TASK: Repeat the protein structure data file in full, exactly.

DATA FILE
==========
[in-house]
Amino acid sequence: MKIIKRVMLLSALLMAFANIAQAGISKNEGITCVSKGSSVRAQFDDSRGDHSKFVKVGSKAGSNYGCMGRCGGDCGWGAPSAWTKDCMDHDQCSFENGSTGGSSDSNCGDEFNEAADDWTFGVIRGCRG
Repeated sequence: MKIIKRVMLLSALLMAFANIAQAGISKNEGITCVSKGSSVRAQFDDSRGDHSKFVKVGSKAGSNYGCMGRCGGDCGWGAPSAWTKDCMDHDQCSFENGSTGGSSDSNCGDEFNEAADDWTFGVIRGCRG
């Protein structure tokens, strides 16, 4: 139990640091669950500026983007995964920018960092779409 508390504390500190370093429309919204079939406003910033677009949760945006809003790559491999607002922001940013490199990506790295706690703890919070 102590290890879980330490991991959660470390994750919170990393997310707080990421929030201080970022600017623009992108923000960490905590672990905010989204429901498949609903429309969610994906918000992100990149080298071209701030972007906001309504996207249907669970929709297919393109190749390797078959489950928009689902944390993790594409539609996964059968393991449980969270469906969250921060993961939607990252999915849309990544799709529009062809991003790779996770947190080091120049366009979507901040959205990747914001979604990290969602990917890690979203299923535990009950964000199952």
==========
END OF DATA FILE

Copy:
[in-house]
Amino acid sequence: MKIIKRVMLLSALLMAFANIAQAGISKNEGITCVSKGSSVRAQFDDSRGDHSKFVKVGSKAGSNYGCMGRCGGDCGWGAPSAWTKDCMDHDQCSFENGSTGGSSDSNCGDEFNEAADDWTFGVIRGCRG
Repeated sequence: MKIIKRVMLLSALLMAFANIAQAGISKNEGITCVSKGSSVRAQFDDSRGDHSKFVKVGSKAGSNYGCMGRCGGDCGWGAPSAWTKDCMDHDQCSFENGSTGGSSDSNCGDEFNEAADDWTFGVIRGCRG
């Protein structure tokens, strides 16, 4: 139990640091669950500026983007995964920018960092779409 508390504390500190370093429309919204079939406003910033677009949760945006809003790559491999607002922001940013490199990506790295706690703890919070 102590290890879980330490991991959660470390994750919170990393997310707080990421929030201080970022600017623009992108923000960490905590672990905010989204429901498949609903429309969610994906918000992100990149080298071209701030972007906001309504996207249907669970929709297919393109190749390797078959489950928009689902944390993790594409539609996964059968393991449980969270469906969250921060993961939607990252999915849309990544799709529009062809991003790779996770947190080091120049366009979507901040959205990747914001979604990290969602990917890690979203299923535990009950964000199952």